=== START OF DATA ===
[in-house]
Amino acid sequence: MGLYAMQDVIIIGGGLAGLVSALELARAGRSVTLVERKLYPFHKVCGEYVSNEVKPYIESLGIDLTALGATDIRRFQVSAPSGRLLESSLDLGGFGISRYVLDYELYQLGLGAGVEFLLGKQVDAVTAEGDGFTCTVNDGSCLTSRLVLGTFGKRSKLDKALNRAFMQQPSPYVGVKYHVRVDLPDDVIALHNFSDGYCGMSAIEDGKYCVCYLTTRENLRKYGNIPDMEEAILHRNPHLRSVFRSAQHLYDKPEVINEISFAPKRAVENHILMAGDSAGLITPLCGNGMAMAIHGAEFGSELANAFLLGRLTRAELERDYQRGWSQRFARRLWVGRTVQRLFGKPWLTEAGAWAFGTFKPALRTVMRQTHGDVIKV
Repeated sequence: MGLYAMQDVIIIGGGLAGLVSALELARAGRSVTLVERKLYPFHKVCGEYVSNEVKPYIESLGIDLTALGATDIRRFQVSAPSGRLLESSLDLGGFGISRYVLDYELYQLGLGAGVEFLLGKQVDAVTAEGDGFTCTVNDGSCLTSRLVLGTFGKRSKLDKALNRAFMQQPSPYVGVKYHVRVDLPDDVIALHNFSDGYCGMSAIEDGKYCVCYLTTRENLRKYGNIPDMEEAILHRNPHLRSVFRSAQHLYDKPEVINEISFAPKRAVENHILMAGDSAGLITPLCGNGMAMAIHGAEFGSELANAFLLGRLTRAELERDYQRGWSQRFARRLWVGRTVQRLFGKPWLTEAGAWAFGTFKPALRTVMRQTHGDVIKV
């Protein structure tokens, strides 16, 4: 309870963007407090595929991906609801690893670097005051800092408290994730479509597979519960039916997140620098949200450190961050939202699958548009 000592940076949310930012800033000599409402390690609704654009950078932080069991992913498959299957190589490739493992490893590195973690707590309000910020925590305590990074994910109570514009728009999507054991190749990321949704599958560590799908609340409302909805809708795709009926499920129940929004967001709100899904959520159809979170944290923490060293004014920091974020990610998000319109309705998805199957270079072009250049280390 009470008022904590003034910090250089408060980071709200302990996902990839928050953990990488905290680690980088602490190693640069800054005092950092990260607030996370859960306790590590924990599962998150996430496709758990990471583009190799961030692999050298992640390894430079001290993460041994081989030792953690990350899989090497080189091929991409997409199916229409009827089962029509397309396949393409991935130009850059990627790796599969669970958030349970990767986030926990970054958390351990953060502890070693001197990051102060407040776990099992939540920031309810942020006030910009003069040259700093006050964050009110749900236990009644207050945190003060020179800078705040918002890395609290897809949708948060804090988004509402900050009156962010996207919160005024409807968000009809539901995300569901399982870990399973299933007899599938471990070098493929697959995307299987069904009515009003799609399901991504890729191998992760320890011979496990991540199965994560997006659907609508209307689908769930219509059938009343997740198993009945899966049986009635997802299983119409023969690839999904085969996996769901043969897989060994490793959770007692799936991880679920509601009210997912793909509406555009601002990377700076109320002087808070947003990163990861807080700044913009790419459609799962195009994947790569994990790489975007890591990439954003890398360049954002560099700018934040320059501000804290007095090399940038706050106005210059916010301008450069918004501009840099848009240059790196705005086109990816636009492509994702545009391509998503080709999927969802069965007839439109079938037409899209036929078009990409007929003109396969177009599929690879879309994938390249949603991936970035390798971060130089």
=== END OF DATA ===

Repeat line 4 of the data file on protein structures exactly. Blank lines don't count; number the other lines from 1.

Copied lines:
């Protein structure tokens, strides 16, 4: 309870963007407090595929991906609801690893670097005051800092408290994730479509597979519960039916997140620098949200450190961050939202699958548009 000592940076949310930012800033000599409402390690609704654009950078932080069991992913498959299957190589490739493992490893590195973690707590309000910020925590305590990074994910109570514009728009999507054991190749990321949704599958560590799908609340409302909805809708795709009926499920129940929004967001709100899904959520159809979170944290923490060293004014920091974020990610998000319109309705998805199957270079072009250049280390 009470008022904590003034910090250089408060980071709200302990996902990839928050953990990488905290680690980088602490190693640069800054005092950092990260607030996370859960306790590590924990599962998150996430496709758990990471583009190799961030692999050298992640390894430079001290993460041994081989030792953690990350899989090497080189091929991409997409199916229409009827089962029509397309396949393409991935130009850059990627790796599969669970958030349970990767986030926990970054958390351990953060502890070693001197990051102060407040776990099992939540920031309810942020006030910009003069040259700093006050964050009110749900236990009644207050945190003060020179800078705040918002890395609290897809949708948060804090988004509402900050009156962010996207919160005024409807968000009809539901995300569901399982870990399973299933007899599938471990070098493929697959995307299987069904009515009003799609399901991504890729191998992760320890011979496990991540199965994560997006659907609508209307689908769930219509059938009343997740198993009945899966049986009635997802299983119409023969690839999904085969996996769901043969897989060994490793959770007692799936991880679920509601009210997912793909509406555009601002990377700076109320002087808070947003990163990861807080700044913009790419459609799962195009994947790569994990790489975007890591990439954003890398360049954002560099700018934040320059501000804290007095090399940038706050106005210059916010301008450069918004501009840099848009240059790196705005086109990816636009492509994702545009391509998503080709999927969802069965007839439109079938037409899209036929078009990409007929003109396969177009599929690879879309994938390249949603991936970035390798971060130089």